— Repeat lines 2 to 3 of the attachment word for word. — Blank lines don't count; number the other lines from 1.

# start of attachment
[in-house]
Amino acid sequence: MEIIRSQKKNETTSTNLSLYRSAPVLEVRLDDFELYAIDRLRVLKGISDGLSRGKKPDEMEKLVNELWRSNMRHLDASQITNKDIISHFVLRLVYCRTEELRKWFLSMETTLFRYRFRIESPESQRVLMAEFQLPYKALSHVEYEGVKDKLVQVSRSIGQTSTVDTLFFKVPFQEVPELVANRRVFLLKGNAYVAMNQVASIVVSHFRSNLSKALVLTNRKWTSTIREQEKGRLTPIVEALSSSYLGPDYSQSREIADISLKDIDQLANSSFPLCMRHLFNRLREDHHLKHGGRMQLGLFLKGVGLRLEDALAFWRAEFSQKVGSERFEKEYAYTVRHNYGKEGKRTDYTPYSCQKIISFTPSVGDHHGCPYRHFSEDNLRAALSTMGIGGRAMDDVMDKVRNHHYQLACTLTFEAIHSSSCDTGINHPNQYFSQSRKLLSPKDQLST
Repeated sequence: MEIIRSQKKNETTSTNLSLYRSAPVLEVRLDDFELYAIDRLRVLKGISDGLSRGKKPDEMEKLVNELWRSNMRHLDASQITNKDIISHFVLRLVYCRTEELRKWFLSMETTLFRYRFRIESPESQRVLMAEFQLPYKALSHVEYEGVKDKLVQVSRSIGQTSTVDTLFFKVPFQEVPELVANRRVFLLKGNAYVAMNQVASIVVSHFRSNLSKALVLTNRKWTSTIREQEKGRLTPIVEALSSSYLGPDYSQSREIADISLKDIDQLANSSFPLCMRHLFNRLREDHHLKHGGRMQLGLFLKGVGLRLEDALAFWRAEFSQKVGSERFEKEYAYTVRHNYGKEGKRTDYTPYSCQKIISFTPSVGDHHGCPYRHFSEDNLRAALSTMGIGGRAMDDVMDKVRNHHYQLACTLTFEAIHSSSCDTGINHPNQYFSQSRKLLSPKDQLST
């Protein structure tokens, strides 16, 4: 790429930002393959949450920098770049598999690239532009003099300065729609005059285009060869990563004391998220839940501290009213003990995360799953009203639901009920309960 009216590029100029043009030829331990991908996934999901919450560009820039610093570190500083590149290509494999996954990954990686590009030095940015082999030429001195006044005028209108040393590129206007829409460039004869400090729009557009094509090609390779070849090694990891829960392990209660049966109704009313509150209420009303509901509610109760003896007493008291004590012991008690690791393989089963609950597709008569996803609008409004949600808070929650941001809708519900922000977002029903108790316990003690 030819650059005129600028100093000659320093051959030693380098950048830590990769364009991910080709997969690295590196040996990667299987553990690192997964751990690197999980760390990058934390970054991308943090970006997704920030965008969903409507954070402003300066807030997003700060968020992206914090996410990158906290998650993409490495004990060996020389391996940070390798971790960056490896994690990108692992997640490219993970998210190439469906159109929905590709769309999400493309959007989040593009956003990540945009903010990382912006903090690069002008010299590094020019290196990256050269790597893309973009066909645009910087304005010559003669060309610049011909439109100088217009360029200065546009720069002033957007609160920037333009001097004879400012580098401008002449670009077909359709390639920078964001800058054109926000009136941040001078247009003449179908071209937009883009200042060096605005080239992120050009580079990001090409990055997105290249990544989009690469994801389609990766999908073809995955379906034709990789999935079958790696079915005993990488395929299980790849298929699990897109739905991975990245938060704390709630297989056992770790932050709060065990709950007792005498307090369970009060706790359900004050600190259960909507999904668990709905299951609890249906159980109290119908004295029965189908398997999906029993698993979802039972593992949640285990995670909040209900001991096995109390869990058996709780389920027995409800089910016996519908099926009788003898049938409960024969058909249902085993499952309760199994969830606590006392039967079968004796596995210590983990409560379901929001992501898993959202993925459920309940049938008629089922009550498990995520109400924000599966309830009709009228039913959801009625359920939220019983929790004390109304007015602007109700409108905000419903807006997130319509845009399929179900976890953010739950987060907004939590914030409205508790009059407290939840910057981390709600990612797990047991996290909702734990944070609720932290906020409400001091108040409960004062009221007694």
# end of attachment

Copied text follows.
Amino acid sequence: MEIIRSQKKNETTSTNLSLYRSAPVLEVRLDDFELYAIDRLRVLKGISDGLSRGKKPDEMEKLVNELWRSNMRHLDASQITNKDIISHFVLRLVYCRTEELRKWFLSMETTLFRYRFRIESPESQRVLMAEFQLPYKALSHVEYEGVKDKLVQVSRSIGQTSTVDTLFFKVPFQEVPELVANRRVFLLKGNAYVAMNQVASIVVSHFRSNLSKALVLTNRKWTSTIREQEKGRLTPIVEALSSSYLGPDYSQSREIADISLKDIDQLANSSFPLCMRHLFNRLREDHHLKHGGRMQLGLFLKGVGLRLEDALAFWRAEFSQKVGSERFEKEYAYTVRHNYGKEGKRTDYTPYSCQKIISFTPSVGDHHGCPYRHFSEDNLRAALSTMGIGGRAMDDVMDKVRNHHYQLACTLTFEAIHSSSCDTGINHPNQYFSQSRKLLSPKDQLST
Repeated sequence: MEIIRSQKKNETTSTNLSLYRSAPVLEVRLDDFELYAIDRLRVLKGISDGLSRGKKPDEMEKLVNELWRSNMRHLDASQITNKDIISHFVLRLVYCRTEELRKWFLSMETTLFRYRFRIESPESQRVLMAEFQLPYKALSHVEYEGVKDKLVQVSRSIGQTSTVDTLFFKVPFQEVPELVANRRVFLLKGNAYVAMNQVASIVVSHFRSNLSKALVLTNRKWTSTIREQEKGRLTPIVEALSSSYLGPDYSQSREIADISLKDIDQLANSSFPLCMRHLFNRLREDHHLKHGGRMQLGLFLKGVGLRLEDALAFWRAEFSQKVGSERFEKEYAYTVRHNYGKEGKRTDYTPYSCQKIISFTPSVGDHHGCPYRHFSEDNLRAALSTMGIGGRAMDDVMDKVRNHHYQLACTLTFEAIHSSSCDTGINHPNQYFSQSRKLLSPKDQLST